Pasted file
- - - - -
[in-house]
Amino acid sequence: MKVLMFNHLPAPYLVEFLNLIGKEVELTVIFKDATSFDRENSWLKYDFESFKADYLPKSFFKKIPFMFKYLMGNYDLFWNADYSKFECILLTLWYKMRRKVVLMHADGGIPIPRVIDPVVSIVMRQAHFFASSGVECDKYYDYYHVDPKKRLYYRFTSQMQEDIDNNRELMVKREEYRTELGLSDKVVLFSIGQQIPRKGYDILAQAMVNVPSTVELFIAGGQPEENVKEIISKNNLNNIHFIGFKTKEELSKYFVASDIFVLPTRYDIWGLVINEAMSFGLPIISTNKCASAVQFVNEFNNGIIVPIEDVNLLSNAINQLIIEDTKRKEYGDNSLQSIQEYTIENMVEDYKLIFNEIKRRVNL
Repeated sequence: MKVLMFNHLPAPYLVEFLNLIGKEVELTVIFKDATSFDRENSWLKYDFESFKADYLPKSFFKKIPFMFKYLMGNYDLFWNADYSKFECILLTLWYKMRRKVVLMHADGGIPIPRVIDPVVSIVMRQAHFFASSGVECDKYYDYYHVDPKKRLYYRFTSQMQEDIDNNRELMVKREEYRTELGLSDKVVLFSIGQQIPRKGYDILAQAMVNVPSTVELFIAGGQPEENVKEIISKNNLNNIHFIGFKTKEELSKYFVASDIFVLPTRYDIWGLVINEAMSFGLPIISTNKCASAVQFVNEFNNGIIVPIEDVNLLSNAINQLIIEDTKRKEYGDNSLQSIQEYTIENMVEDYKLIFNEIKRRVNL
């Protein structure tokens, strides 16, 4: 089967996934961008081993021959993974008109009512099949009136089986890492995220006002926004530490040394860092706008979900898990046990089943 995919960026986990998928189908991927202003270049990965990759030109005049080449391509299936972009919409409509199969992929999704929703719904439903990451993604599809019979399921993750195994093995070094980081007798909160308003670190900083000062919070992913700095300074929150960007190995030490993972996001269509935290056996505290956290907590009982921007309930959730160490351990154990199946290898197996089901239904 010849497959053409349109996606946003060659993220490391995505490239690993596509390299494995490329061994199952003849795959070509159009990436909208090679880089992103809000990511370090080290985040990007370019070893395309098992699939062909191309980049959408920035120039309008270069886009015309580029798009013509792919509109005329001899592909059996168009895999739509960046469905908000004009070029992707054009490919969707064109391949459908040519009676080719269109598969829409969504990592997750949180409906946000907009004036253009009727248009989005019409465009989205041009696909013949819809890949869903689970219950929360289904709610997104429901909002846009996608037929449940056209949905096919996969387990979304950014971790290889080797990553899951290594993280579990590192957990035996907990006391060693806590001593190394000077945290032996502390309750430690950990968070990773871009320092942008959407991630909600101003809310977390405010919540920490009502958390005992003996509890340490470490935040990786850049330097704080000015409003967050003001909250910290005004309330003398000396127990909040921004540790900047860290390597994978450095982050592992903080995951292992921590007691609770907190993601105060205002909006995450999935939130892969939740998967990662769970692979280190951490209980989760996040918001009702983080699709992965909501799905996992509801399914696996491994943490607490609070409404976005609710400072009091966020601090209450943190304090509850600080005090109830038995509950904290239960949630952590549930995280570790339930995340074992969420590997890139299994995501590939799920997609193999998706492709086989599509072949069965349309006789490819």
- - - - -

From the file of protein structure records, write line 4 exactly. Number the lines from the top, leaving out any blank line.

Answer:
């Protein structure tokens, strides 16, 4: 089967996934961008081993021959993974008109009512099949009136089986890492995220006002926004530490040394860092706008979900898990046990089943 995919960026986990998928189908991927202003270049990965990759030109005049080449391509299936972009919409409509199969992929999704929703719904439903990451993604599809019979399921993750195994093995070094980081007798909160308003670190900083000062919070992913700095300074929150960007190995030490993972996001269509935290056996505290956290907590009982921007309930959730160490351990154990199946290898197996089901239904 010849497959053409349109996606946003060659993220490391995505490239690993596509390299494995490329061994199952003849795959070509159009990436909208090679880089992103809000990511370090080290985040990007370019070893395309098992699939062909191309980049959408920035120039309008270069886009015309580029798009013509792919509109005329001899592909059996168009895999739509960046469905908000004009070029992707054009490919969707064109391949459908040519009676080719269109598969829409969504990592997750949180409906946000907009004036253009009727248009989005019409465009989205041009696909013949819809890949869903689970219950929360289904709610997104429901909002846009996608037929449940056209949905096919996969387990979304950014971790290889080797990553899951290594993280579990590192957990035996907990006391060693806590001593190394000077945290032996502390309750430690950990968070990773871009320092942008959407991630909600101003809310977390405010919540920490009502958390005992003996509890340490470490935040990786850049330097704080000015409003967050003001909250910290005004309330003398000396127990909040921004540790900047860290390597994978450095982050592992903080995951292992921590007691609770907190993601105060205002909006995450999935939130892969939740998967990662769970692979280190951490209980989760996040918001009702983080699709992965909501799905996992509801399914696996491994943490607490609070409404976005609710400072009091966020601090209450943190304090509850600080005090109830038995509950904290239960949630952590549930995280570790339930995340074992969420590997890139299994995501590939799920997609193999998706492709086989599509072949069965349309006789490819």